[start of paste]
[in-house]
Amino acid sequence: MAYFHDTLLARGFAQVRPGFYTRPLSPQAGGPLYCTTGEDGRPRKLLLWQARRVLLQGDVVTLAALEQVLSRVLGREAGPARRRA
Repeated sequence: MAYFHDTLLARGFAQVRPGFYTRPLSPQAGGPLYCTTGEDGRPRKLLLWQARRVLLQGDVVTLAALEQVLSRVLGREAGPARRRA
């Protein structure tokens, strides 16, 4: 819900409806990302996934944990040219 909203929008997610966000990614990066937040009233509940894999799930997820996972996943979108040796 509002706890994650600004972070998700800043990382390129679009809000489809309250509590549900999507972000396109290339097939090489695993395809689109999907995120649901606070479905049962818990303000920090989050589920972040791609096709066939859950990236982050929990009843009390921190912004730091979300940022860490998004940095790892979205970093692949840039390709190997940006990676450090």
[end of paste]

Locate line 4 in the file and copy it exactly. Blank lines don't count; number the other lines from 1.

């Protein structure tokens, strides 16, 4: 819900409806990302996934944990040219 909203929008997610966000990614990066937040009233509940894999799930997820996972996943979108040796 509002706890994650600004972070998700800043990382390129679009809000489809309250509590549900999507972000396109290339097939090489695993395809689109999907995120649901606070479905049962818990303000920090989050589920972040791609096709066939859950990236982050929990009843009390921190912004730091979300940022860490998004940095790892979205970093692949840039390709190997940006990676450090």